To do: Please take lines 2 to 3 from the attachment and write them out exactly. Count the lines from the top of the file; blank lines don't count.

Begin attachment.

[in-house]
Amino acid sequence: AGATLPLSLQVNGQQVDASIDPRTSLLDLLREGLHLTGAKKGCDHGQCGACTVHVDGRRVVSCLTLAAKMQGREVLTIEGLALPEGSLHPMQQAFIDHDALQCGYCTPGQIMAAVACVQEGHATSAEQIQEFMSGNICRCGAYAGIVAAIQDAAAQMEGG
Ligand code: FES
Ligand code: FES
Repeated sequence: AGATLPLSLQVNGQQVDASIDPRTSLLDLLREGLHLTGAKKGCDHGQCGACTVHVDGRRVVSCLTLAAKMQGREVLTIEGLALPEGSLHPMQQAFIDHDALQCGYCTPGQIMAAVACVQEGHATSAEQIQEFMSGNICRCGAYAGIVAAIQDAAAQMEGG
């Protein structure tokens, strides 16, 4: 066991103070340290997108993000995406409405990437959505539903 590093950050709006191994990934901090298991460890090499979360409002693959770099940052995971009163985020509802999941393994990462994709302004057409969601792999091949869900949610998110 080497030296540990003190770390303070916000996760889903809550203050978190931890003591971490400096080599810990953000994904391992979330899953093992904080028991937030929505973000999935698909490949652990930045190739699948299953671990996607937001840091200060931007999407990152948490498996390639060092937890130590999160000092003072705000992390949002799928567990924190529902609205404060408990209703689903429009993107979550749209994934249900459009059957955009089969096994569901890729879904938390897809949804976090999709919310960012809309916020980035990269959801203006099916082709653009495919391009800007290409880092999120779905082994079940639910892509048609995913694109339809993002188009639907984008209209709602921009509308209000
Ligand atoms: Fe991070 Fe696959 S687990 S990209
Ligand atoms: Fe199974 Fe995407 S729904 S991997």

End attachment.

Amino acid sequence: AGATLPLSLQVNGQQVDASIDPRTSLLDLLREGLHLTGAKKGCDHGQCGACTVHVDGRRVVSCLTLAAKMQGREVLTIEGLALPEGSLHPMQQAFIDHDALQCGYCTPGQIMAAVACVQEGHATSAEQIQEFMSGNICRCGAYAGIVAAIQDAAAQMEGG
Ligand code: FES